To halt the coronavirus epidemic that claimed another 793 lives in Italy, the country has shut all non-essential factories as a drastic measure to contain it.
Italy's Prime Minister Giuseppe Conte warned the nation in a dramatic late-night television address on Saturday, reports The Guardian.
Conte said the country was facing its gravest crisis since the Second World War and said all non-essential businesses must close until 3 April.
"The decision taken by the government is to close down all productive activity throughout the territory that is not strictly necessary, crucial, indispensable, to guarantee us essential goods and services," Conte said.
Groceries and pharmacies would remain open and although he did not specify and what "indispensable" companies were, he was expected to release a decree on Sunday explaining his plans.
"We will slow down the country's productive engine, but we will not stop it."
Russia's military will start sending medical help to Italy from Sunday in order to help it battle the coronavirus, Moscow's defence ministry said in a statement.
The Russian President Vladimir Putin spoke to Conte on Saturday, the Kremlin said, saying the Russian leader had offered his support and help in the form of mobile disinfection vehicles and specialists to help the worst hit Italian regions.
Italy now accounts for more than a third of the world's total of around 13,000 deaths.
The Mediterranean country has the second-highest number of cases with 53,578 out of the global total of more than 307,000.
Italian health officials looked stony-faced as they read out the latest bad news in a daily update. National health institute (ISS) chief Silvio Brusaferro urged the elderly to stay indoors at all times.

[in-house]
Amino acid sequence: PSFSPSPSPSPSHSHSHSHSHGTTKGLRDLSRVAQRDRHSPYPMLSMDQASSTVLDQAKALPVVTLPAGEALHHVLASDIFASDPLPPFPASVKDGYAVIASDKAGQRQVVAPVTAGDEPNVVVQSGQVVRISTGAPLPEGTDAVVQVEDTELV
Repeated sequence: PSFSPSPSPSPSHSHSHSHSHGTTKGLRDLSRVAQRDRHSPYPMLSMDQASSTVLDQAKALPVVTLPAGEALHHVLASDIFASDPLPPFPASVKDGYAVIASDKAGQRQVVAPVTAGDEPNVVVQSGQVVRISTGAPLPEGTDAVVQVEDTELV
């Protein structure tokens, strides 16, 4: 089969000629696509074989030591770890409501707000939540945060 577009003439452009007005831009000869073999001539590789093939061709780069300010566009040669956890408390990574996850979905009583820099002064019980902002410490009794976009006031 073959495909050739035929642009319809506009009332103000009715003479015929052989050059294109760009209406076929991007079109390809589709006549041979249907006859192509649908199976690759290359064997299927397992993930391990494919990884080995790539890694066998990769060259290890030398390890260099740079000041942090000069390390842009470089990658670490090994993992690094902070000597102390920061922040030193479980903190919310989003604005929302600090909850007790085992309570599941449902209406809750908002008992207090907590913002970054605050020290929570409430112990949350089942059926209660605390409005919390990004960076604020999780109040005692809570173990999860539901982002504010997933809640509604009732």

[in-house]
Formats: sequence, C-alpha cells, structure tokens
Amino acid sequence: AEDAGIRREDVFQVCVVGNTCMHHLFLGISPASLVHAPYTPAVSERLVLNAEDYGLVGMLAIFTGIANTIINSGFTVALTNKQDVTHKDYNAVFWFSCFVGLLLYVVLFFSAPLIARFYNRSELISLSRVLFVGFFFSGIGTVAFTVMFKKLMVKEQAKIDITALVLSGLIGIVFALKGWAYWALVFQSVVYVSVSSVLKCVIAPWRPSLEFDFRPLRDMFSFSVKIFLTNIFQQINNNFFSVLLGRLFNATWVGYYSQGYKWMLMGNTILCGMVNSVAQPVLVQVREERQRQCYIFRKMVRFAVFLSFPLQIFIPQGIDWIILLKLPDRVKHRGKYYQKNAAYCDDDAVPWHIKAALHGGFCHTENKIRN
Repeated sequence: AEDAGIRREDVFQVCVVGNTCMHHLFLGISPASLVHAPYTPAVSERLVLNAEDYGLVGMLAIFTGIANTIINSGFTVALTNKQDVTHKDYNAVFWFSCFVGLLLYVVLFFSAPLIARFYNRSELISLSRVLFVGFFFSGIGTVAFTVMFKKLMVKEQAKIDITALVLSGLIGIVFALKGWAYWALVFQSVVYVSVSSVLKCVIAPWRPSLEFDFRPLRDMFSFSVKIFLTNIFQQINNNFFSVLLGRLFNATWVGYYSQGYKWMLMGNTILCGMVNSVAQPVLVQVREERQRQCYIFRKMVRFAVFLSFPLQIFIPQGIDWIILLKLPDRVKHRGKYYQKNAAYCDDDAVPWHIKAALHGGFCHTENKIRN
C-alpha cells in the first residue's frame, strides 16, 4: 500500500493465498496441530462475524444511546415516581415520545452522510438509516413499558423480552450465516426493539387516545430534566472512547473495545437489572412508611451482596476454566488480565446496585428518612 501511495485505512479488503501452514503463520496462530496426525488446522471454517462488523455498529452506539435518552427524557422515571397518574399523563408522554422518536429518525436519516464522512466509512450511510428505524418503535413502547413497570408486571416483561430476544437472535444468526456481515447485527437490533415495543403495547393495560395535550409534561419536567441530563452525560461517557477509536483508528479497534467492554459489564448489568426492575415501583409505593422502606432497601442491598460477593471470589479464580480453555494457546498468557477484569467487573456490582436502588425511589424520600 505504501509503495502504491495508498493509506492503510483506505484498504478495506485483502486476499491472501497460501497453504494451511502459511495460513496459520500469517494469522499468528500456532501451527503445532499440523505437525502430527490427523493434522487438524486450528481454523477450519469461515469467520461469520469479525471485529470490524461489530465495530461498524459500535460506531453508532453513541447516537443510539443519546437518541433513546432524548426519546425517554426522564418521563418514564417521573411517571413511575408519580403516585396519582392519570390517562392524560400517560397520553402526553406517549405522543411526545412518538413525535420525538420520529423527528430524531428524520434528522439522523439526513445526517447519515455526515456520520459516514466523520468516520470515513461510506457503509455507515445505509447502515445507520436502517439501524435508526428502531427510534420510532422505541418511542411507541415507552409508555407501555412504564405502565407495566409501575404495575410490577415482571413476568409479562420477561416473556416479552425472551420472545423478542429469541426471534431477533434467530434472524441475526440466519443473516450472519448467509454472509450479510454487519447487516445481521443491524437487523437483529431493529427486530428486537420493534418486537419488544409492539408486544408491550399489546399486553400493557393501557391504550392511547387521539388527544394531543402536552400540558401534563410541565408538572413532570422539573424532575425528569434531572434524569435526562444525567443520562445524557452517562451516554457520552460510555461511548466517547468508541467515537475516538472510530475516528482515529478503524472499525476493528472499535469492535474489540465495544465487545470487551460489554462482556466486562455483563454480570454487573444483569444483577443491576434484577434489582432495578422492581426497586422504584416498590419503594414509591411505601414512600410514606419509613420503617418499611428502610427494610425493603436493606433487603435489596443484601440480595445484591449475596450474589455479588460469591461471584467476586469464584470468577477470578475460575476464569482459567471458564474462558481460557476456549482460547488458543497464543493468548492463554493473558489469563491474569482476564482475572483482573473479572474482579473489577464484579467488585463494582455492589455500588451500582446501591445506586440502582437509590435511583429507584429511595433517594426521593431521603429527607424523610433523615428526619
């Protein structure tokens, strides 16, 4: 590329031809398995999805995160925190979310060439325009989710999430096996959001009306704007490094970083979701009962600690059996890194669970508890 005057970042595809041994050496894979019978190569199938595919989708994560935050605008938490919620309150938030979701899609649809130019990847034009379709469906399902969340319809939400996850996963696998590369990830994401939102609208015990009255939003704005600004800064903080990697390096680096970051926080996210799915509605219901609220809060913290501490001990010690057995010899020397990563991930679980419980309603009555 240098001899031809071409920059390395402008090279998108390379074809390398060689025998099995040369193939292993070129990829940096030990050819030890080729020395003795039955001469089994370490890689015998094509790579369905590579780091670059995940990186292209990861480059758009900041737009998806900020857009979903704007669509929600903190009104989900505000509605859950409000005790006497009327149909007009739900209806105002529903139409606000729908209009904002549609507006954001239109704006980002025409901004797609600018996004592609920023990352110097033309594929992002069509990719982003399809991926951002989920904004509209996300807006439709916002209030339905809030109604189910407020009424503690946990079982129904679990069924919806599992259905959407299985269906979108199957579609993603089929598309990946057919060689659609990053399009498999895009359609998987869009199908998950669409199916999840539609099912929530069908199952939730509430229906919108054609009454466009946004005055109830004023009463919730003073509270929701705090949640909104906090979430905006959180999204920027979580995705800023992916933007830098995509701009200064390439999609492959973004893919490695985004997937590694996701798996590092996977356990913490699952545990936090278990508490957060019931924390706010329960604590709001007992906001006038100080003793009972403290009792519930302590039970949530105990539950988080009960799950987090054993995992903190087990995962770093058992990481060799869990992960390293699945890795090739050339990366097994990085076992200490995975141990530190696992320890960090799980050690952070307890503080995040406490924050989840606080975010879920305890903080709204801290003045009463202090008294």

Average age of Italy's victims was 78.5.
"If you do not follow all the (government) measures, you make everything more difficult. If you do, we can make this outbreak slow down," Italy's top medical expert said.
Italian government appears intent on making more or less everyone stay indoors as much as possible at any cost. Police squads in Rome were checking documents and fining those outside without a valid excuse.
Those who were out shopping were forced to wait in line at the entrance to make sure the store was filled with only a handful of people at a time. Joggers were asked to limit their runs to laps around the block.
People out for a walk were fined if they broke the rules and wandered into a park or stopped to take pictures of historic scenes of a city without any people.
Giuseppe Conte's government is betting that this approach will work but Italy is setting some unenviable records, with Saturday's jump in infections of 6,557 just the latest one and beating the one set the day before.
First weeks of the crisis in Italy were marked by periodic record death tolls that would come twice or three times a week. The country has been setting them every day since Wednesday and the jumps are getting exponentially bigger.